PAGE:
Vaccine appointments are often scheduled through a city's online portal or a pharmacy's website. Many elderly Texans struggling to navigate the decentralized system are instead resorting to calling local pharmacies or relying on friends, family or networks of volunteers to find them an appointment.

Some areas are offering vaccinations through drive-thru locations, which excludes many Texans who don't have access to their own vehicle. Even for locations that don't explicitly require a car, people still need to have access to transportation to get to their appointments, and they may have to stand and wait in line for long periods of time.

Pamela Rogers, a 70-year-old living in Austin, said she spent at least five to six hours every week for months looking for vaccine appointments, but a lack of familiarity with the internet and difficulty finding information on the city's website made the process frustrating and confusing.

After getting an appointment at UT Health Austin shortly after last month's deadly winter storm, she and her husband had to walk to their appointment after their car had a flat tire. Once she arrived, she said she faced long lines with no obvious location for people facing mobility issues to wait for the vaccine.

"There was no mention made at the table about low mobility at all, and I could tell there were several people in front of me who were not used to standing for 20 minutes," Rogers said. "People were struggling a lot. They're not looking out for people with low mobility."

Douglas Loveday, a spokesperson for The Texas Department of State Health Services, said people can call vaccine providers, local pharmacies or 211, the state's free 24-hour helpline, if they need help finding information about appointments and available doses. In many areas of the state, he said there are organizations helping people without internet access to connect with local providers to receive a vaccination.

"As supply ramps and more doses are allocated weekly to Texas, vaccine(s) will become available to many more providers across the state," Loveday said in an email. "There are now more than 7,000 enrolled providers in 238 of Texas' 254 counties. When (a) vaccine is available to all of them, it will be much more accessible to those now challenged to make and keep vaccine appointments."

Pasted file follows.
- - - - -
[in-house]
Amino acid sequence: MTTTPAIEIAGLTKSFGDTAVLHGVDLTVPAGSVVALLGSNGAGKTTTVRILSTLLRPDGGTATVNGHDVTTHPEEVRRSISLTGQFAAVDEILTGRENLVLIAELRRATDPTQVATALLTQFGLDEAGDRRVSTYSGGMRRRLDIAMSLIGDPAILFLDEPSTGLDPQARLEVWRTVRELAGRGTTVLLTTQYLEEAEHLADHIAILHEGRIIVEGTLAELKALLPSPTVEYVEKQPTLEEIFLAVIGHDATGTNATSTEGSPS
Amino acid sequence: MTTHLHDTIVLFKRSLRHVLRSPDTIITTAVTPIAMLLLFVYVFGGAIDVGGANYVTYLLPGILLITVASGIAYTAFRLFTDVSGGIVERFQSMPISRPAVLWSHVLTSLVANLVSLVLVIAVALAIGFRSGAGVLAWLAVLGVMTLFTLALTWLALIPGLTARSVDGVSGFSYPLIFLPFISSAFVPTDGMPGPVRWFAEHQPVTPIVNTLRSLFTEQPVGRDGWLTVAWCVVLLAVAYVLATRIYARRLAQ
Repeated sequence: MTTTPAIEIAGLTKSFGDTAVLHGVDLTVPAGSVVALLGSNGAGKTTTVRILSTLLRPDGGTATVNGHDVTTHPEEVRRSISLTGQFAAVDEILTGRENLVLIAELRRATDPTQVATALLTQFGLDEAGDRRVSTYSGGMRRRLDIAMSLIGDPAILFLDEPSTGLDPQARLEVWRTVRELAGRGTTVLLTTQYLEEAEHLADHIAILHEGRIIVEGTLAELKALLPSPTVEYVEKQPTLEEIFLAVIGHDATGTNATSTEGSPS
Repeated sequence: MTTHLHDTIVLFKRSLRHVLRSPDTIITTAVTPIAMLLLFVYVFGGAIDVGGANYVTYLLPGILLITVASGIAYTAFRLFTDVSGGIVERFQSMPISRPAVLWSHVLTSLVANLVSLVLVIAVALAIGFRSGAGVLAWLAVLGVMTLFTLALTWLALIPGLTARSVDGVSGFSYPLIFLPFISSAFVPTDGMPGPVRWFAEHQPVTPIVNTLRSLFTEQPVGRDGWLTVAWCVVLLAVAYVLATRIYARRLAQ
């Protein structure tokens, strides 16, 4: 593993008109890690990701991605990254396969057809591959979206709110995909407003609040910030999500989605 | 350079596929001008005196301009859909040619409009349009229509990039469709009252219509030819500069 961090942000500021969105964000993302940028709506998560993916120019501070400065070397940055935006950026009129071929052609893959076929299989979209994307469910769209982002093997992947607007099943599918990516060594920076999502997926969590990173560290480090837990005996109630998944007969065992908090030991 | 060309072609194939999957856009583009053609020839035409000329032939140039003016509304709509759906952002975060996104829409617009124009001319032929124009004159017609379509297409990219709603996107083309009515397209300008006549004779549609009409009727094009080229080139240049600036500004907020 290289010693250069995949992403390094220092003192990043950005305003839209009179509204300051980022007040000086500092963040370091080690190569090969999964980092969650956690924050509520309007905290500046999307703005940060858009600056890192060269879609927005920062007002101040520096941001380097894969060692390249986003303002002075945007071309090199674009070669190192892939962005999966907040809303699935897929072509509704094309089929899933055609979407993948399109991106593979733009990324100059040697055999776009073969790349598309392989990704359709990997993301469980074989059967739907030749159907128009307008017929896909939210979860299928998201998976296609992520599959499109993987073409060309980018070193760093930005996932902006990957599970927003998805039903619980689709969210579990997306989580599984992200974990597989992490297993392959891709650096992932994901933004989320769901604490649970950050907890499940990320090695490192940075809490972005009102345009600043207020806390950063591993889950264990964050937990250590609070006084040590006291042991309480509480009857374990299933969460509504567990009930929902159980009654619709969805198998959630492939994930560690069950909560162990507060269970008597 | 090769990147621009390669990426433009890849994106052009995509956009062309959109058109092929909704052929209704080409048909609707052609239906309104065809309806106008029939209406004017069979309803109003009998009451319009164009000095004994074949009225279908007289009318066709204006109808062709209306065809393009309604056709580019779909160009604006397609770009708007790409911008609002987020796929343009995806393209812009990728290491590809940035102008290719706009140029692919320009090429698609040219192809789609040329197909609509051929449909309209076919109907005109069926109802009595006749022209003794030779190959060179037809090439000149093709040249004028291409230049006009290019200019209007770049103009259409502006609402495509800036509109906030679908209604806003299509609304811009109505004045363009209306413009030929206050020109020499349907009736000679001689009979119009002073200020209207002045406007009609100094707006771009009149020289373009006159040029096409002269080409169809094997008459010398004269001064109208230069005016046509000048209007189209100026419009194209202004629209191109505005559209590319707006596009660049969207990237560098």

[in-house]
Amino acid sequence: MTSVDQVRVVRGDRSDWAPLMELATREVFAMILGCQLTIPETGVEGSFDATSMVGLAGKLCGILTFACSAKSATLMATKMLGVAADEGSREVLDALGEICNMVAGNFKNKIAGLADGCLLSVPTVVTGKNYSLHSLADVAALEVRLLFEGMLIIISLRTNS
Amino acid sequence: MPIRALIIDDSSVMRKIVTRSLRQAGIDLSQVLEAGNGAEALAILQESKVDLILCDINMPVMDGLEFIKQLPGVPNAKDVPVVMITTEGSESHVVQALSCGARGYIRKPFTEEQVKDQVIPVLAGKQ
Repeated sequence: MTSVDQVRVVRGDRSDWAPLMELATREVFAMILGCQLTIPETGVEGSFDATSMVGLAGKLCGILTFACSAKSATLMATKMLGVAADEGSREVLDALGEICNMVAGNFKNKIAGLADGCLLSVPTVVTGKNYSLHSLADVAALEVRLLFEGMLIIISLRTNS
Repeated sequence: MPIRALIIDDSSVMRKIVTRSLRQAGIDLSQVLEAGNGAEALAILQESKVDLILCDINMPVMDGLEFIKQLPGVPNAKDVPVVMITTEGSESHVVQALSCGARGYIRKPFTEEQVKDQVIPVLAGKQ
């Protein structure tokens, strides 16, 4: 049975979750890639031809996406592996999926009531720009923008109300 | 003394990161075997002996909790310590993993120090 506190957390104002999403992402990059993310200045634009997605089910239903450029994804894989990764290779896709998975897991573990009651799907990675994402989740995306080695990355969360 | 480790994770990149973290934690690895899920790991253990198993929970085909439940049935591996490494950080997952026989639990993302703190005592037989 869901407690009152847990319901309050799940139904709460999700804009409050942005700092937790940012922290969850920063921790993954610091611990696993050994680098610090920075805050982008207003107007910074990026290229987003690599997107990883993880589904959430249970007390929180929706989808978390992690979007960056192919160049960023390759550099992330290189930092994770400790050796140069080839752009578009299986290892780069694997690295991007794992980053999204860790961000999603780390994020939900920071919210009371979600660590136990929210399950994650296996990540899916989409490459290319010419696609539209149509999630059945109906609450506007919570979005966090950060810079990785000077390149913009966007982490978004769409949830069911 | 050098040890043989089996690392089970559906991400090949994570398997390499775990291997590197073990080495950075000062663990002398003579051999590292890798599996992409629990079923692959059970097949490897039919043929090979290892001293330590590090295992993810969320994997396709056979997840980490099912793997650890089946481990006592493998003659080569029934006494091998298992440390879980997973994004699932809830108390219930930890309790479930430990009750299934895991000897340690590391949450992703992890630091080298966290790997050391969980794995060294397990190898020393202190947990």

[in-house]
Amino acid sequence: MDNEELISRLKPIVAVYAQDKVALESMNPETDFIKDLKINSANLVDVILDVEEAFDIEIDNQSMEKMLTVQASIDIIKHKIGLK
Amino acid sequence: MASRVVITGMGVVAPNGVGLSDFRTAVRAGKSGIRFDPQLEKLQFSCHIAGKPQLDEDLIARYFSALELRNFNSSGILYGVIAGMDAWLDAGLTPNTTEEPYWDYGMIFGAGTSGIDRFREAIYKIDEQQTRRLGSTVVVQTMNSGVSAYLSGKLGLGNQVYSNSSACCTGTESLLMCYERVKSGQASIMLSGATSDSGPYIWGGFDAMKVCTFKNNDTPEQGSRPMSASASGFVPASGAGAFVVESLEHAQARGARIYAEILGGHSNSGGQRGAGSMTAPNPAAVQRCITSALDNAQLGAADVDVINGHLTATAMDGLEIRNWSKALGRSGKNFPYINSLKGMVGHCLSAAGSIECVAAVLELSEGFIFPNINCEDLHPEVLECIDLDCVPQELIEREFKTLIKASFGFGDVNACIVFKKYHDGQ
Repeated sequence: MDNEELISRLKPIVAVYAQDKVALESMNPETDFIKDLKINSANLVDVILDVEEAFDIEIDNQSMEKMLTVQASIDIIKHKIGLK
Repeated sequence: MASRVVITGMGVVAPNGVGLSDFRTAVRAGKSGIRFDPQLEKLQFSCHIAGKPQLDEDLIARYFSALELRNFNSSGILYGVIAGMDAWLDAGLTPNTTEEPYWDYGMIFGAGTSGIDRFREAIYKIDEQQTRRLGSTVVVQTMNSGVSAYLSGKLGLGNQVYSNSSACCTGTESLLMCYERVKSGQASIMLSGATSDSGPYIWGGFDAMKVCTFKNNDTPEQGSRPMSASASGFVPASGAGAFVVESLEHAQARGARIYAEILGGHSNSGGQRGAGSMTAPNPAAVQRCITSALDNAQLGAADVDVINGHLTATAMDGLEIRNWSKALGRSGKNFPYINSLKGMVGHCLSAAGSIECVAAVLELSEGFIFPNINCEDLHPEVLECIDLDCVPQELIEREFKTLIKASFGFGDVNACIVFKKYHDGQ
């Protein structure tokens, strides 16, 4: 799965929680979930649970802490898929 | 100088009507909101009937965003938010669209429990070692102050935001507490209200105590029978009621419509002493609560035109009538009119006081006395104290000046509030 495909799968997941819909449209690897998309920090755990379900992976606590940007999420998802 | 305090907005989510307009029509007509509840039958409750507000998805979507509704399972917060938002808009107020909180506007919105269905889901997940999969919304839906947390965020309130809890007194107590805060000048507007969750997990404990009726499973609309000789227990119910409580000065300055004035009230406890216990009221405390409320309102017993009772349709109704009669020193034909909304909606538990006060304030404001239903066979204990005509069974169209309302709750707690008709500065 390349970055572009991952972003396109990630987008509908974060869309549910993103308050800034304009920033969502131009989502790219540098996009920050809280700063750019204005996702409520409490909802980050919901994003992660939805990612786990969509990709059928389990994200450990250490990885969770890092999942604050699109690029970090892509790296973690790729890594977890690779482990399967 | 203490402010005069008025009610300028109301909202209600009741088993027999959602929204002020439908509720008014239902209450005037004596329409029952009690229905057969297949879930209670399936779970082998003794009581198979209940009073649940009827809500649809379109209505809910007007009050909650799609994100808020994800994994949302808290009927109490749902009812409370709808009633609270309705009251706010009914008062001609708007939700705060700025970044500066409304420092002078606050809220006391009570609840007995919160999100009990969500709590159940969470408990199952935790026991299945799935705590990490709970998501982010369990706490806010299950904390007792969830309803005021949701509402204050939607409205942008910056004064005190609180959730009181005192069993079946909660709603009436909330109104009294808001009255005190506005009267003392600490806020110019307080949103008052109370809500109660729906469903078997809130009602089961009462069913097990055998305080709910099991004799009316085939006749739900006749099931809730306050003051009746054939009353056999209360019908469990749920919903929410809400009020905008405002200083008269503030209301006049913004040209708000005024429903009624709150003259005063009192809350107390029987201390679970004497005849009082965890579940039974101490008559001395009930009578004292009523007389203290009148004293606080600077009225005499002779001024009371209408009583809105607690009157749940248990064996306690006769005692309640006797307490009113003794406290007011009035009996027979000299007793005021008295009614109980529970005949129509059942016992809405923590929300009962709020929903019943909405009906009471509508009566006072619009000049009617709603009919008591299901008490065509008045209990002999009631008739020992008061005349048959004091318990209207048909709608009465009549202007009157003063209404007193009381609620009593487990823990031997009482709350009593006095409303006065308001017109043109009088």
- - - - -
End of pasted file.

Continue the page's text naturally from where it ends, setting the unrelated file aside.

Melissa Vannoy, a 43-year-old health care worker in Houston, said she became exhausted after trying to help her parents schedule appointments to get the vaccine. Neither of her parents are very familiar with technology, and she said she lost all her energy after facing difficulties trying to navigate the system and find information about when vaccines would be available.

"We need transportation. We need communication. Give us direct ways to do it, don't just give us the number," Vannoy said. "Give us locations. If you can give us locations and transportation to get us there, that would be great, instead of having to rely on looking for a ride and getting turned down for a ride."

Dr. Vivian Ho, a professor of health economics at Rice University, said many people who don't have a regular caregiver may not know how to access a vaccine. She said government officials need to take more aggressive steps to distribute vaccines equitably, such as mobile clinics and vaccination drives.

"Vaccination drives at houses of worship in low-income neighborhoods should be organized, because many of these facilities are well trusted by their surrounding community, and they eliminate transportation as a barrier to access," Ho said in an email. "Local officials should also work to open some vaccination sites that are available 24/7."

Chris Crookham, the interim program manager of Austin Public Health's immunization program, said Austin has an "equity line" for people experiencing difficulties with access to transportation, internet or other accessibility issues. People working the hotline help create accounts for callers through APH's vaccine registration portal and schedule appointments for them, he said.

Crookham said APH plans to start a partnership next week to vaccinate Meals on Wheels clients who are homebound, and they plan to expand it to help more people who don't have easy access to a vehicle or transportation if the initial launch is successful. APH also has a mobile vaccination program that is helping vaccinate people in senior living facilities, he said.

"We're not reaching 100% of the people that we need to," Crookham said. "We know that our demand in terms of call volume is still greater than the supply of staff that we have to answer all the calls, and I expect that to continue."

He expects that people 50 to 64 years old, who recently became eligible, will have an easier time navigating websites to schedule appointments. But he acknowledges that barriers for many Texans will remain persistent.

"I still expect us to have technological issues that we'll have to face," Crookham said.

Disclosure: Rice University has been a financial supporter of The Texas Tribune, a nonprofit, nonpartisan news organization that is funded in part by donations from members, foundations and corporate sponsors. Financial supporters play no role in the Tribune's journalism. Find a complete list of them here.

Texans running out of food as weather crisis disrupts supply chain

Sign up for The Brief, our daily newsletter that keeps readers up to speed on the most essential Texas news.